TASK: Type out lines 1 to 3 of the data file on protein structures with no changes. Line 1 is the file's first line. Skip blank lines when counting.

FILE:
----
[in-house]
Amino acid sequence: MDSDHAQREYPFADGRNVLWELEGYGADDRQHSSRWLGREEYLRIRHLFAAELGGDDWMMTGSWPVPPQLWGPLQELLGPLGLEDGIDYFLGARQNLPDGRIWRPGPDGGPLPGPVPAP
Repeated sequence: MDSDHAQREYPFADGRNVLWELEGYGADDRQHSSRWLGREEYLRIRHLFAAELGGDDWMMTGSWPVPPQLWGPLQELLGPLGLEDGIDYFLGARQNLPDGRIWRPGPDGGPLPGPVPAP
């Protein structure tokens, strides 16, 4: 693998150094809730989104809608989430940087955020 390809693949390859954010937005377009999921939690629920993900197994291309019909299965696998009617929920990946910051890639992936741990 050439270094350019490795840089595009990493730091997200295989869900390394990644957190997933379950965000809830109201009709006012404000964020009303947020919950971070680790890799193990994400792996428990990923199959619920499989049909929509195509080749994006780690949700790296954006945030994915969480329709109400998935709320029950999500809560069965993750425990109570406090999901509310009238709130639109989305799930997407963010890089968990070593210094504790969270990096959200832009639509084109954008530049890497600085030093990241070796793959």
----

[in-house]
Amino acid sequence: MDSDHAQREYPFADGRNVLWELEGYGADDRQHSSRWLGREEYLRIRHLFAAELGGDDWMMTGSWPVPPQLWGPLQELLGPLGLEDGIDYFLGARQNLPDGRIWRPGPDGGPLPGPVPAP
Repeated sequence: MDSDHAQREYPFADGRNVLWELEGYGADDRQHSSRWLGREEYLRIRHLFAAELGGDDWMMTGSWPVPPQLWGPLQELLGPLGLEDGIDYFLGARQNLPDGRIWRPGPDGGPLPGPVPAP